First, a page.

One of the most shocking things to come out of last week’s gubernatorial forum is that every Democratic candidate for Governor supports the currently planned expansion of I-70. I didn’t expect the majority of the candidates to oppose the I-70 expansion, but I did expect at least one Democrat to challenge some of the specifics of the project.
I have spent years looking at the planned “ditch” and I still cannot understand how this makes any sense. Whether it is:
• The outlandish cost – over $2 BILLION for barely 2 miles of road;
• The fact that all additional lanes are going to be designated as High Occupancy Vehicle – the so-called Lexus Lanes that you have to pay to drive on;
• The fact that there is a clear and obvious alternative that has not been fully and adequately investigated – expanding I-270, the whole project is a boondoggle of epic proportions.
All of these concerns were validated and explained in detail in a White Paper developed by the American Planning Association (the country’s premier professional organization for Urban Planners) on October 15, 2014. This group specifically noted that the Denver Regional Council of Governments has used outdated model projections to validate the need for this project.
What angers me most about the project is how it is being built on the backs of some of our most distressed neighborhoods without any meaningful input or concern. Whether you look at the project from a social and economic justice standpoint or from the view of the unacceptable environmental impact the project will create, the “Ditch” is unjustified. It severely impacts Denver communities from Park Hill and City Park through Elyria, Swansea, and Globeville.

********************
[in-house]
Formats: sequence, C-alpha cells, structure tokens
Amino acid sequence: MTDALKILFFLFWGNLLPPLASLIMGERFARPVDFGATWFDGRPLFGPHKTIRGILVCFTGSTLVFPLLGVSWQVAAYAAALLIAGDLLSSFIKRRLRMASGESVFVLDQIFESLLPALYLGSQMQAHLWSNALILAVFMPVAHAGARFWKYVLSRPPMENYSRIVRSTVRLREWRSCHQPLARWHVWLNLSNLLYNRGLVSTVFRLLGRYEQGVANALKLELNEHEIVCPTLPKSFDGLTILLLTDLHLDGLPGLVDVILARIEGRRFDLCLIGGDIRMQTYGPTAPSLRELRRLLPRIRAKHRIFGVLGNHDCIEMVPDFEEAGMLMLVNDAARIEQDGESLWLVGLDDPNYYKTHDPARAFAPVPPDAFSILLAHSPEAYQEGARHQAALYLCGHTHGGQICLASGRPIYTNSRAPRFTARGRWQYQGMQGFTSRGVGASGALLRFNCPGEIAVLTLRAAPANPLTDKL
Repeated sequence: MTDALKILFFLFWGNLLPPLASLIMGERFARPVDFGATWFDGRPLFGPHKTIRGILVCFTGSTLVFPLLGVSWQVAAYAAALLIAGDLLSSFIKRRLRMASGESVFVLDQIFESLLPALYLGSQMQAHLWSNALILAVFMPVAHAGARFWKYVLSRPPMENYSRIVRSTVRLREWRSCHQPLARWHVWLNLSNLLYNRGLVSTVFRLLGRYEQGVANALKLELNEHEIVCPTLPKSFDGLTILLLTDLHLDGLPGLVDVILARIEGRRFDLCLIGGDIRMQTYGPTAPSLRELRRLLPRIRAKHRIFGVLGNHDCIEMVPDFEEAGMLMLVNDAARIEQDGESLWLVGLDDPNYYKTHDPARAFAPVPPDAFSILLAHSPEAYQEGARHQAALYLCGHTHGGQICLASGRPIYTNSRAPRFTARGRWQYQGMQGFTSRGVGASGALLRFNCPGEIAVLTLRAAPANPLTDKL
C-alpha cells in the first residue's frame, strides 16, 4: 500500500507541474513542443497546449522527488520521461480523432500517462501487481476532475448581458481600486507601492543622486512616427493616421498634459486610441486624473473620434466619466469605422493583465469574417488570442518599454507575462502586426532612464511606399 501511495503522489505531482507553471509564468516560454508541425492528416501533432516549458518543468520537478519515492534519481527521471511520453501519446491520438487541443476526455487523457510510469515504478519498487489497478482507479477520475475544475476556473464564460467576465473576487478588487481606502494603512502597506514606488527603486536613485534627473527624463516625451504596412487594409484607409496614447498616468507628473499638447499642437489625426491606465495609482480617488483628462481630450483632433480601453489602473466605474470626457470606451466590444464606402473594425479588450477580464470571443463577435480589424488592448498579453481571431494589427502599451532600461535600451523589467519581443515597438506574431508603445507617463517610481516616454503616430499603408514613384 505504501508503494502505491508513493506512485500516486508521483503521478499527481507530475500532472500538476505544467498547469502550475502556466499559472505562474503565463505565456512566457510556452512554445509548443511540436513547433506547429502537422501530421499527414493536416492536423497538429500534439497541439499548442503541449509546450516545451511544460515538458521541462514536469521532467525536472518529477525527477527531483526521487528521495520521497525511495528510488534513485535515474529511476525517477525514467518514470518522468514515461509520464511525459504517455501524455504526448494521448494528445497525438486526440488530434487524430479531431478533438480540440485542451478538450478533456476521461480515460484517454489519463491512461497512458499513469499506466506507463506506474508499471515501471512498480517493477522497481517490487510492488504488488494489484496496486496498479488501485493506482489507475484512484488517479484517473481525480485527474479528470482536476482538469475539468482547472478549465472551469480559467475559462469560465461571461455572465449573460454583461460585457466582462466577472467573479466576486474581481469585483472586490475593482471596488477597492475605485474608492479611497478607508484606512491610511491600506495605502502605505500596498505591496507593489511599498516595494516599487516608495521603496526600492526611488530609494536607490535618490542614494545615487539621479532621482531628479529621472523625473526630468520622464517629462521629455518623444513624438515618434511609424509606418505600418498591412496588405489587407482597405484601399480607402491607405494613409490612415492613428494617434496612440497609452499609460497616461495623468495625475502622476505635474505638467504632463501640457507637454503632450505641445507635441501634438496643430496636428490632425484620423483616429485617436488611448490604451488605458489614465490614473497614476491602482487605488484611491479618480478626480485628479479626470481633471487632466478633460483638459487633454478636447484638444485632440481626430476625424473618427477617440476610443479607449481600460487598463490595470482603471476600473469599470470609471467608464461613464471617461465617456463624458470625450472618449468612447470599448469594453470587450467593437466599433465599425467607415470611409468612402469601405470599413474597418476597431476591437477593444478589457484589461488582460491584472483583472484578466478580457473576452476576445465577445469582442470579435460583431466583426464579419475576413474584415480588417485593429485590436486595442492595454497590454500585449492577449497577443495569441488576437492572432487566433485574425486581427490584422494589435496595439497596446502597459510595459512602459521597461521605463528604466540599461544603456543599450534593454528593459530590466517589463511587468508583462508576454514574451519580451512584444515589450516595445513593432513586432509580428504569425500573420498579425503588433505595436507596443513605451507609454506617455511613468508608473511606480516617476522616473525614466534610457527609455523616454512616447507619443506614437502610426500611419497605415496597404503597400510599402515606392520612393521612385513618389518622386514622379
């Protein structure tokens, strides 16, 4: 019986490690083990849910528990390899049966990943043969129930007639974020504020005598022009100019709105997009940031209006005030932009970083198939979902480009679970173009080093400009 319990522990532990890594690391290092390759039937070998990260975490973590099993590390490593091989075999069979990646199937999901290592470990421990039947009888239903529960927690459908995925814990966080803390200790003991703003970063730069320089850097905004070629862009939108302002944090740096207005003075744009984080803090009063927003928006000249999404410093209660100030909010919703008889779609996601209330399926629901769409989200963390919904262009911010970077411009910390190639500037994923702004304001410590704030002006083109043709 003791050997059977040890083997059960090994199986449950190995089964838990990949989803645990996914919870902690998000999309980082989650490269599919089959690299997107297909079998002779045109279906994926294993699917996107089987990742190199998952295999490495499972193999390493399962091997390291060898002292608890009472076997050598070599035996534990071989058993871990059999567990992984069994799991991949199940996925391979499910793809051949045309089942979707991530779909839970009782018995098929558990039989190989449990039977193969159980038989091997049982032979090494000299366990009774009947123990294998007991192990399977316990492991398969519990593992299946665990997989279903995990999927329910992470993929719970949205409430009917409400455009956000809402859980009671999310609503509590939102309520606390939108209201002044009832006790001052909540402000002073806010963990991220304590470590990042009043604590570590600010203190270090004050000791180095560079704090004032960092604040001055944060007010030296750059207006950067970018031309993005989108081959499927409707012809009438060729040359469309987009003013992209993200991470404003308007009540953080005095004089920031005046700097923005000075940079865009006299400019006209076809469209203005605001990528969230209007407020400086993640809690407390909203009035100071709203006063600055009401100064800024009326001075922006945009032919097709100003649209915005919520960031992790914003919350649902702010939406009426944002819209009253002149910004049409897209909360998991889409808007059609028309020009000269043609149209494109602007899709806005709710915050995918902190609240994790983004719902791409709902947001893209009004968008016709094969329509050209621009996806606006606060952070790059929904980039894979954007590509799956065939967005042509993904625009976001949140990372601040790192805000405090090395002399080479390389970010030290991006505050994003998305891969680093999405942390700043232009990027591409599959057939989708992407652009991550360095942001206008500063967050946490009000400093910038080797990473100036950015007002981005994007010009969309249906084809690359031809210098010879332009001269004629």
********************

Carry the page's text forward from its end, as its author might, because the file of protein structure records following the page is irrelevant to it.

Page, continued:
If we learned anything from the T-REX project that expanded I-25 through southeast Denver, it is you cannot build your way out of traffic congestion. When T-REX was finished it added significantly more lanes and the chronic bumper-to-bumper traffic was relieved… at least for a year or two. But now, 15 years later the traffic is worse than ever. Better, expanded, mass transit, and better urban planning is our only way out of this mess.
I fully expect that GOP politicians would put the interests of business and commerce ahead of those of individuals and the disenfranchised communities, but I expect more from the individuals vying to be the standard-bearer of the Colorado Democratic Party.
There is no question that the current highway is in disrepair and needs to be replaced. But doing right by our community and being financially mindful is crucial. This is about more than the business of our city. It is also about the future we want for our community.
As your Congressman, I will make a thorough review of the project, and the faulty process that created it, a priority. With billions of your federal, state and local tax dollars at stake, you should expect no less. With the health and well-being of our citizens at risk, we must do better. I will.